Anti-Pride Parade Protests Take a Turn

Leading hareidi-religious rabbis say that anti-parade protests should be put on a low burner. "Prayers are more effective than rallies," they say.

Contact Editor
Hillel Fendel,

Prayer at the Kotel
Prayer at the Kotel

Leading hareidi-religious rabbis say that anti-Gay Pride Parade protests should be put on a low burner. "Prayers are more effective than rallies," they say.

Rabbi Shmuel HaLevy Vozner, Rabbi Nissim Karelitz, and other leading rabbinical sages in Bnei Brak have issued a statement against participation in the "protests and similar events" against the upcoming gay-pride parade in Jerusalem.

The homosexual march is scheduled to take place along King David St. in Jerusalem on Thursday at 5 PM, followed by a rally at 8 PM. Some 7,000 policemen will be on hand to try to neutralize violence, though Jerusalem Police Chief Ilan Franco says he has no illusions that the event will be "violence-free."

"We again warn regarding the gathering of youngsters in the streets of Bnei Brak for protests and similar events," the rabbis wrote, "and we hereby present our position, the position of Torah, that the Sages are not pleased with these gatherings, and whoever studies Torah should guard himself and stay away from them."

The rabbis even say that it is known that the organizers are reckless and "do not have fear of G-d opposite them, and joining up with them is a spiritual danger... A significant number of them are not yeshiva students, but youngsters from other towns who are looking for an excuse to go wild, burn trash bins and destroy public property... Our strength is in our mouths, in prayer to G-d that He will bring down a spirit of purity to enable us to serve Him truly."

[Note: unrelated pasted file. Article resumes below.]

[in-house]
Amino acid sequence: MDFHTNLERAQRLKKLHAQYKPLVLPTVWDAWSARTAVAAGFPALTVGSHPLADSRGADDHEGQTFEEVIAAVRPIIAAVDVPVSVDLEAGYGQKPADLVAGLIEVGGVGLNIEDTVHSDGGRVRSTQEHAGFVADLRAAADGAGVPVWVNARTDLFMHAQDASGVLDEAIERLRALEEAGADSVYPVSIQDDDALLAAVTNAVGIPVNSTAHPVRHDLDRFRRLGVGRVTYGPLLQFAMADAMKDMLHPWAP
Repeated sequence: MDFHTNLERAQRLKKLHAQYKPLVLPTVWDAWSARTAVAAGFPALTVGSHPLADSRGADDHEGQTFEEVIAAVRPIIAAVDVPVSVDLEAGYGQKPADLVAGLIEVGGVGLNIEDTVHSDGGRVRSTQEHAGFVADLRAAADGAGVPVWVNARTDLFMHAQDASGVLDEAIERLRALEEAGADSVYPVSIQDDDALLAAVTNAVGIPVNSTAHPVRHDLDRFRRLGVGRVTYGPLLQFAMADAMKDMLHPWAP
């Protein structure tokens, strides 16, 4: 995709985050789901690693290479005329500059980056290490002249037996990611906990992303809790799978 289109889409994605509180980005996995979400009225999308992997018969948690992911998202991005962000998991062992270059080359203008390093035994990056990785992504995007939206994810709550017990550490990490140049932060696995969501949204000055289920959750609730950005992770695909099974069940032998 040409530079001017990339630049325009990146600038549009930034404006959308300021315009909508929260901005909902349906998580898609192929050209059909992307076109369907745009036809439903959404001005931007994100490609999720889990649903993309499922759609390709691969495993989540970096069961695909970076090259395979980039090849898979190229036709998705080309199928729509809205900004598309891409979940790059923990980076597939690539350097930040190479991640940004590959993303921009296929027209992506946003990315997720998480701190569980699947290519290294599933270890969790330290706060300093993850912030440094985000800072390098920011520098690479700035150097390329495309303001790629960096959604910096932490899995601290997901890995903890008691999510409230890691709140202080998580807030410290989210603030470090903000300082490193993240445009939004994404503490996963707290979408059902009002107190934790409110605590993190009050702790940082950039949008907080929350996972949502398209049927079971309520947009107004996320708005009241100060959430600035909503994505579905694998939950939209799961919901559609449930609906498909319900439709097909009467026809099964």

A broadcaster on a hareidi radio station told Army Radio today that even participation in "peaceful" demonstrations is not recommended. "We feel that the best way to deal with this issue is quietly," he explained, "so as not to expose our children any more than necessary to this evil [of homosexual behavior]."

Quiet but Strong
At the same time, placards have been posted around the city calling to "bodily block the disgrace" - though without violence.  The posters  read,
"At 5 PM, we will stand at the corner of Agron and King David Streets, and along the way up to Liberty Bell Park, and we will block the march of disgrace with our bodies. There is no need to lift a hand, no need to yell or condemn. We will stand quietly and with a prayer to the G-d of Israel, and we will not move until the organizers of the march and the police understand that the march cannot happen and they will disperse to their homes. We call upon the people for whom Jerusalem is precious to take part."  Separate areas for men and women will be available.

Prime Minister's Daughter